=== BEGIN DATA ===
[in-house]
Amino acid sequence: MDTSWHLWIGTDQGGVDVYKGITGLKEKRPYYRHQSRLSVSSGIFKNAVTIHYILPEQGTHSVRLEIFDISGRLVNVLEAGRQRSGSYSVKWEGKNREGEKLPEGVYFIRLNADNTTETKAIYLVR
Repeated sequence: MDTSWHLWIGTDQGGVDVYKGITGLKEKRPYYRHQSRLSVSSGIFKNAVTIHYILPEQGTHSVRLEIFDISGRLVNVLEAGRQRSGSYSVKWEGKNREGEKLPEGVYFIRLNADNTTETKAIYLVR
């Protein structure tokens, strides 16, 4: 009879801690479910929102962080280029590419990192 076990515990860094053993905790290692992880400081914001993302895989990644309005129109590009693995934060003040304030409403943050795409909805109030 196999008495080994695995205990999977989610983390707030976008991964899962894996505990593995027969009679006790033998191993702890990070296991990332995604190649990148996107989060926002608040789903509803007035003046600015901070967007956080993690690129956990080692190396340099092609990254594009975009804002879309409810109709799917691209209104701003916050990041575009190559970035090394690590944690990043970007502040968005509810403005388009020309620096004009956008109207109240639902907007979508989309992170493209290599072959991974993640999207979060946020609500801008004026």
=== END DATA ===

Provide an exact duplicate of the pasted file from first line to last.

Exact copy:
[in-house]
Amino acid sequence: MDTSWHLWIGTDQGGVDVYKGITGLKEKRPYYRHQSRLSVSSGIFKNAVTIHYILPEQGTHSVRLEIFDISGRLVNVLEAGRQRSGSYSVKWEGKNREGEKLPEGVYFIRLNADNTTETKAIYLVR
Repeated sequence: MDTSWHLWIGTDQGGVDVYKGITGLKEKRPYYRHQSRLSVSSGIFKNAVTIHYILPEQGTHSVRLEIFDISGRLVNVLEAGRQRSGSYSVKWEGKNREGEKLPEGVYFIRLNADNTTETKAIYLVR
């Protein structure tokens, strides 16, 4: 009879801690479910929102962080280029590419990192 076990515990860094053993905790290692992880400081914001993302895989990644309005129109590009693995934060003040304030409403943050795409909805109030 196999008495080994695995205990999977989610983390707030976008991964899962894996505990593995027969009679006790033998191993702890990070296991990332995604190649990148996107989060926002608040789903509803007035003046600015901070967007956080993690690129956990080692190396340099092609990254594009975009804002879309409810109709799917691209209104701003916050990041575009190559970035090394690590944690990043970007502040968005509810403005388009020309620096004009956008109207109240639902907007979508989309992170493209290599072959991974993640999207979060946020609500801008004026």